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Bollywood’s Sri Lankan star Jacqueline Fernandez says entertainment is a brutal and unpredictable business where things change every Friday.
Jacqueline, who made her Bollywood debut in 2009 with “Aladin”, is now a mainstream commercial actress, thanks to her successful films like “Kick” and “Judwaa 2”, and hit franchises like “Houseful” and “Race”.
But she says there is “no foolproof formula of success or failure”.
“We are living in a cut-throat world and entertainment is a very brutal business where every Friday things change. There is no foolproof formula of success or failure here, but the result gives you the reality check every week,” Jacqueline told IANS here.
“At times we get demotivated at so many different levels because everything changes on Friday — fans, idea and loyalty. When things go right consistently, we tend to forget that it is a very fickle world where we are just a moment away from the opposite side of success,” she added.
She feels that the brand of films or products that she endorses are a reflection of who she is in real life.
“When it comes to brand endorsement, I do not promote any brand where I do not believe in the product or the ideology of the brand,” said the actress who was honoured by PETA India Awards for Digital Activism.
She also promotes the idea of veganism and “no animal testing” for cosmetic products.
“There were times when I refused to be associated with a brand from where I could have earned a huge amount of money but I knew that I would not use that product. And the fact is that I am very loyal towards my fans. I cannot go and tell my 18 million fans to use something that I do not believe in. I think from the heart.”
So, is that coming from the mind of an actress who takes entertainment as a serious business of image-building or from the heart of an artiste?
“You know I think I am yet to reach a point from where I can call myself an artiste because I have to improve a lot on my craft of acting, but I surely understand the mind of an artiste — which is pure, not calculative or manipulative.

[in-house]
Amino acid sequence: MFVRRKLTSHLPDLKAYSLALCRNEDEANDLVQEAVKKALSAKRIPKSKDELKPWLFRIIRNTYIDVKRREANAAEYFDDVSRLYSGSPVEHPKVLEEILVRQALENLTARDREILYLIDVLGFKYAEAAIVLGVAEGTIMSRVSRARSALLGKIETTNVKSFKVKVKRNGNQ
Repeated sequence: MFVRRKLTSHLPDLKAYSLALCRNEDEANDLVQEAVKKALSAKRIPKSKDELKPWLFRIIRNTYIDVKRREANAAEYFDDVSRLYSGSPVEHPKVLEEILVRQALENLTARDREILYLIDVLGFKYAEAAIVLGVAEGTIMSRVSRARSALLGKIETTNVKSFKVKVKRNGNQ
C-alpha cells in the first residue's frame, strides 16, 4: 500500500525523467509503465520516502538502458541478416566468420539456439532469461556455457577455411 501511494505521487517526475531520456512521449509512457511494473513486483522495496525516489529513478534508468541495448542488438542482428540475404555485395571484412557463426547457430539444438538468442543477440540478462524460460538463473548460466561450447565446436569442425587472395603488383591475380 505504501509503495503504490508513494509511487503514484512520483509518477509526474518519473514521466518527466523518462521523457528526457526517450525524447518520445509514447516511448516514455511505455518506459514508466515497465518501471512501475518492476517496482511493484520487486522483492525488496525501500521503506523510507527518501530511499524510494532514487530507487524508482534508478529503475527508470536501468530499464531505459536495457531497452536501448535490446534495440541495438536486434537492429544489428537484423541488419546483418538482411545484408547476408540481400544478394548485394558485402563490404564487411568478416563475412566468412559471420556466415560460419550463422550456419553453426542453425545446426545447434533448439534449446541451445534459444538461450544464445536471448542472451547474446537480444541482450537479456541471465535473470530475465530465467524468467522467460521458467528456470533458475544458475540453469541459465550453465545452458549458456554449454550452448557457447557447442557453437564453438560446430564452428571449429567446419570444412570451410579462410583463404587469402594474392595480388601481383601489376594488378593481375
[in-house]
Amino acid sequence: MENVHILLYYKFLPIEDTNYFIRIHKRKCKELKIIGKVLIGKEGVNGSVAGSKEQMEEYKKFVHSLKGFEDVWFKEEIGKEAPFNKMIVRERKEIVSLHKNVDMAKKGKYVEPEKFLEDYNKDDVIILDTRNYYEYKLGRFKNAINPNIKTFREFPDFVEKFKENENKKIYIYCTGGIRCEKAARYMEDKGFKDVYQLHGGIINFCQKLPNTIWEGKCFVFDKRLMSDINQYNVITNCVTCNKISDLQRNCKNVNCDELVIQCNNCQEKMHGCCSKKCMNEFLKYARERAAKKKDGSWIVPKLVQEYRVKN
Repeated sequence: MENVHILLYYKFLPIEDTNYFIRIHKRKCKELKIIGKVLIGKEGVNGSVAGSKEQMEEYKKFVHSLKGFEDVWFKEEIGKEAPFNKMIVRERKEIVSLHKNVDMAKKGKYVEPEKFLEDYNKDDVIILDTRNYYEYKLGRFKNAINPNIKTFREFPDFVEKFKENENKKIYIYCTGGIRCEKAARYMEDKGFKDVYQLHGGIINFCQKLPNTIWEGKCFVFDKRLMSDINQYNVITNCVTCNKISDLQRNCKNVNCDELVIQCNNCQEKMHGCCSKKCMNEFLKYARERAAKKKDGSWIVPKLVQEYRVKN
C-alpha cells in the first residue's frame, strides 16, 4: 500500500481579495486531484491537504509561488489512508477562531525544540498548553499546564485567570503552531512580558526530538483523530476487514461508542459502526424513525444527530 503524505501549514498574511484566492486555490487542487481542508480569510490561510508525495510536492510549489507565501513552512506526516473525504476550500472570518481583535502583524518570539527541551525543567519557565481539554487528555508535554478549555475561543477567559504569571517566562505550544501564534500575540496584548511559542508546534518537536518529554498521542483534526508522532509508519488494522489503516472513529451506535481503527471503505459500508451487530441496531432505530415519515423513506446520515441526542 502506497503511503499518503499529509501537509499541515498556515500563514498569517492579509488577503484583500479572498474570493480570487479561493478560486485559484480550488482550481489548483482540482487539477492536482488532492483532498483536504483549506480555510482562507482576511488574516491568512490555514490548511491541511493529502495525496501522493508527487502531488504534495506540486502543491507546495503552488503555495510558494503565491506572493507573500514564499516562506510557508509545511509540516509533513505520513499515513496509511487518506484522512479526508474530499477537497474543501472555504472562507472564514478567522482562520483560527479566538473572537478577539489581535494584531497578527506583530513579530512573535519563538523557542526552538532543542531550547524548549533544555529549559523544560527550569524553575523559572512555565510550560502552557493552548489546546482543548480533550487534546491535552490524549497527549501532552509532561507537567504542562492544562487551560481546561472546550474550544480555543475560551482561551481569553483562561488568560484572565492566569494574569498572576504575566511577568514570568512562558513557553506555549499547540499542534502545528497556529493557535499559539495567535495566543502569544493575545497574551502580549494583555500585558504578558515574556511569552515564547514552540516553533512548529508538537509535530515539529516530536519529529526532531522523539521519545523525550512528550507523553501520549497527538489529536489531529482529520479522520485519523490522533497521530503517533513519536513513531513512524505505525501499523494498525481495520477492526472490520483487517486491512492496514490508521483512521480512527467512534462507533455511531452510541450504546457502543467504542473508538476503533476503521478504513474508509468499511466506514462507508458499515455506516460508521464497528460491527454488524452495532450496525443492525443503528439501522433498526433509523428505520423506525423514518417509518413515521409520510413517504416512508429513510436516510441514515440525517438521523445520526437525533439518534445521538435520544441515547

“Yes, there is a risk factor involved in it because, at times, my decision works; at times, it doesn’t… but every result teaches me something,” replied the former beauty queen.
Jacqueline is playing the character of Jessica and sharing screen space with Salman Khan, Bobby Deol and Anil Kapoor in “Race 3”.
Giving an insight into the thriller, she said: “This is not the continuation of ‘Race 2’. It is a different story of a family where the narration has elements of mystery, power struggle, betrayal and suspense. (IANS)
“Jessica fights hard, her punch is real punch, her gun fight is raw!”
Her character shows the physical strength of a woman in a fight sequence.
“It is great to see that we are getting the opportunity to project ourselves like real fighters and are as strong as our male counterparts. My character fights the way a girl would fight in real life if she is attacked,” said Jacqueline.
Where does Jacqueline see herself after five years?
“I cannot predict because things are changing dramatically in the film industry and I am changing as an actor.
“So for me, while every opportunity takes you one step forward, one wrong decision can take you steps backwards, so I do not plan where I will be after five years. I want to go with the flow,” she replied.
Directed by Remo D’souza, “Race 3” will release on June 15.(VOA)
With the festive season on in full swing, iconic brand Johnnie Walker, is all set to re-energize the country's after-hour culture. Through its one-of-a-kind campaign #RevibeTheNight, the brand brings together beloved music artists like Divine, Ritviz, Lisa Mishra, Taba Chake along with popular indie bands like When Chai Met Toast and Mad Boy Mink, among others to perform live across iconic community spaces in India.
The collaborative effort by Johnnie Walker aims to bring back the after-hour culture through live performances across popular hotspots in India. The brand's goal is drive social regeneration in India and bring back the vibe of socializing through local music artists and reignite the trade, driving social culture by executing the live events with Covid measures in place and a limited capacity audience capacity.
The collaborative effort by Johnnie Walker aims to bring back the after-hour culture through live performances across popular hotspots in India. | Photo by Vishnu R Nair on Unsplash
Prior to the world going into lockdown, the after-hour culture in India bloomed at celebrated community hubs, that eventually became a safe-haven for individuals, a place where they found their sense of self-expression and belonging, that fuelled progress. This community was driven through the culture of live music and enthralling performances that created their very own vibe, a vibe that built extraordinary, forever-lasting relationships. Through #ReVibeTheNight, one can reconnect with this community bringing music curated by artists who have a history of captivating crowds with their one-of-a-kind live experiences. Catch the gigs and live performances for artists in these venues/cities for the live performances.